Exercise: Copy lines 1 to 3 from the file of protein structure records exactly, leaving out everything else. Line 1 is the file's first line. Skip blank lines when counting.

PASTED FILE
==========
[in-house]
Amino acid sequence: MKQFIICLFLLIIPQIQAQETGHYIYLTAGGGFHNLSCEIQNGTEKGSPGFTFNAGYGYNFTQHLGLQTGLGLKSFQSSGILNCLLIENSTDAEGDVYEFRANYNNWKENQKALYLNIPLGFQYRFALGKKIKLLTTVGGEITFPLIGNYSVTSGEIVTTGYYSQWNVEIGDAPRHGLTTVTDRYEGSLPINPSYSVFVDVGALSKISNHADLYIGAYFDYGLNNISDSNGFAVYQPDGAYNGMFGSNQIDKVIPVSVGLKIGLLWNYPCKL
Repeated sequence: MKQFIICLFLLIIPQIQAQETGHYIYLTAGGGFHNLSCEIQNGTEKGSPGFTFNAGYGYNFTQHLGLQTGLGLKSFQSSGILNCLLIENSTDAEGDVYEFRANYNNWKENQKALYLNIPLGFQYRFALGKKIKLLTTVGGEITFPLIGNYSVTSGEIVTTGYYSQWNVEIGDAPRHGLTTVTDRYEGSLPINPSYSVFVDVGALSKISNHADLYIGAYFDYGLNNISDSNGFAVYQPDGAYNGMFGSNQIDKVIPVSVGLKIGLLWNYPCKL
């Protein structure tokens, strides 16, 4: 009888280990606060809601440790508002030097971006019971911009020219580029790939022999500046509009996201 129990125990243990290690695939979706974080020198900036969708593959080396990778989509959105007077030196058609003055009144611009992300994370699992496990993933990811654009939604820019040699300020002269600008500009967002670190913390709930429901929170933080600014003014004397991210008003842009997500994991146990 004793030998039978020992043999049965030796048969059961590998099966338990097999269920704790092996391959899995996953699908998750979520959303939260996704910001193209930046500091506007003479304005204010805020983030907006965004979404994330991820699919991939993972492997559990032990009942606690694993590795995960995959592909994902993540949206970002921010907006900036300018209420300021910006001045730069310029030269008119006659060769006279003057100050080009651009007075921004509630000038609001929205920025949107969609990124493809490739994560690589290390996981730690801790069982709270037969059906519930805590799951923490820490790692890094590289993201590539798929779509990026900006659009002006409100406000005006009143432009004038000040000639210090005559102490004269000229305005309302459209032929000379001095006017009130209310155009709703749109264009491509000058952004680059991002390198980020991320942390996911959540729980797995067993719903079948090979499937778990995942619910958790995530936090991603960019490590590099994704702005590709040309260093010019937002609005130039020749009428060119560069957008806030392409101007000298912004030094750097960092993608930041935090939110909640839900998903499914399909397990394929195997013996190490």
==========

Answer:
[in-house]
Amino acid sequence: MKQFIICLFLLIIPQIQAQETGHYIYLTAGGGFHNLSCEIQNGTEKGSPGFTFNAGYGYNFTQHLGLQTGLGLKSFQSSGILNCLLIENSTDAEGDVYEFRANYNNWKENQKALYLNIPLGFQYRFALGKKIKLLTTVGGEITFPLIGNYSVTSGEIVTTGYYSQWNVEIGDAPRHGLTTVTDRYEGSLPINPSYSVFVDVGALSKISNHADLYIGAYFDYGLNNISDSNGFAVYQPDGAYNGMFGSNQIDKVIPVSVGLKIGLLWNYPCKL
Repeated sequence: MKQFIICLFLLIIPQIQAQETGHYIYLTAGGGFHNLSCEIQNGTEKGSPGFTFNAGYGYNFTQHLGLQTGLGLKSFQSSGILNCLLIENSTDAEGDVYEFRANYNNWKENQKALYLNIPLGFQYRFALGKKIKLLTTVGGEITFPLIGNYSVTSGEIVTTGYYSQWNVEIGDAPRHGLTTVTDRYEGSLPINPSYSVFVDVGALSKISNHADLYIGAYFDYGLNNISDSNGFAVYQPDGAYNGMFGSNQIDKVIPVSVGLKIGLLWNYPCKL